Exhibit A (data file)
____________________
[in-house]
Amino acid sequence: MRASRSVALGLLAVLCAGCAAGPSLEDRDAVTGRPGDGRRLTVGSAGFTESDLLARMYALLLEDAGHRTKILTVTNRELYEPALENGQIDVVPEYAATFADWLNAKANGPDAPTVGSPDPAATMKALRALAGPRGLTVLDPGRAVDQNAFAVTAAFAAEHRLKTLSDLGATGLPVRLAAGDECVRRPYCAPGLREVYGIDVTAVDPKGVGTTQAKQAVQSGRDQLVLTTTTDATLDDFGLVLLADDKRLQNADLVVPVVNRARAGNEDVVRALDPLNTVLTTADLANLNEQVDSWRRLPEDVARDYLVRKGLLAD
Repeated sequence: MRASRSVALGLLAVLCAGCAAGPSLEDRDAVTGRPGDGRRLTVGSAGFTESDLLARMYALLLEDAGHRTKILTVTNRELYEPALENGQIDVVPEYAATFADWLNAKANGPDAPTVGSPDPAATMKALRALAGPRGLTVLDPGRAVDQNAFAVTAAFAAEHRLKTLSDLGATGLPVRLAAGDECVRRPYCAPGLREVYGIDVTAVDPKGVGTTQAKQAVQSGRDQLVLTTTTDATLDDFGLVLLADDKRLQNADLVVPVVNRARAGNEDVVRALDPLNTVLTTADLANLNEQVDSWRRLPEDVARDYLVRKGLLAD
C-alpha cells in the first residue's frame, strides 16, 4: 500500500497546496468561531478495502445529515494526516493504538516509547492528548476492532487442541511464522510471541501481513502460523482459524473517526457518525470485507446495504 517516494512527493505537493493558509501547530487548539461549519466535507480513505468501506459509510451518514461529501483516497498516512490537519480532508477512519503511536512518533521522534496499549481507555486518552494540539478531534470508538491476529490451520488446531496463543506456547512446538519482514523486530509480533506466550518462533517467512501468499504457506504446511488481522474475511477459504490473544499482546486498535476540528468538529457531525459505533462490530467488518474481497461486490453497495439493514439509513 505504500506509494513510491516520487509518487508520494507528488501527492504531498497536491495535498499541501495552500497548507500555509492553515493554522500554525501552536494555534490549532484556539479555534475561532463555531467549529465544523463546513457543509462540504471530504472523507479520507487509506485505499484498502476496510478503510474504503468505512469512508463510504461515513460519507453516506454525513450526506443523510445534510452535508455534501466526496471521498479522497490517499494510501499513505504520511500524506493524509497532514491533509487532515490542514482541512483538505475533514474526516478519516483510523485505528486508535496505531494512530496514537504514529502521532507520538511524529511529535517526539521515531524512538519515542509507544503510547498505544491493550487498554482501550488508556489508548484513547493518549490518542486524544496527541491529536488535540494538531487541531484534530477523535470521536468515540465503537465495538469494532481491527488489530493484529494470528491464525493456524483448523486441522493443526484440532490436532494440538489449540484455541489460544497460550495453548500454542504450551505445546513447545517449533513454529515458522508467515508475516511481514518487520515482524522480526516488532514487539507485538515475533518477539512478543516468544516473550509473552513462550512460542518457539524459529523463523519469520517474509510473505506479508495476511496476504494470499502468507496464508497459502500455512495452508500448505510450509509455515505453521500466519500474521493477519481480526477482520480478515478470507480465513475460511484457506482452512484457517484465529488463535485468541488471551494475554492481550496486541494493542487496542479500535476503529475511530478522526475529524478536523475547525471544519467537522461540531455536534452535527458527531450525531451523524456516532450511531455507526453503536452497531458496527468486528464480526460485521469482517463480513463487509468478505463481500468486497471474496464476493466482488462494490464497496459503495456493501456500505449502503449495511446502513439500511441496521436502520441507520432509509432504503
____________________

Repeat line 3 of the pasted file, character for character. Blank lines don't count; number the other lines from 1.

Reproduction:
Repeated sequence: MRASRSVALGLLAVLCAGCAAGPSLEDRDAVTGRPGDGRRLTVGSAGFTESDLLARMYALLLEDAGHRTKILTVTNRELYEPALENGQIDVVPEYAATFADWLNAKANGPDAPTVGSPDPAATMKALRALAGPRGLTVLDPGRAVDQNAFAVTAAFAAEHRLKTLSDLGATGLPVRLAAGDECVRRPYCAPGLREVYGIDVTAVDPKGVGTTQAKQAVQSGRDQLVLTTTTDATLDDFGLVLLADDKRLQNADLVVPVVNRARAGNEDVVRALDPLNTVLTTADLANLNEQVDSWRRLPEDVARDYLVRKGLLAD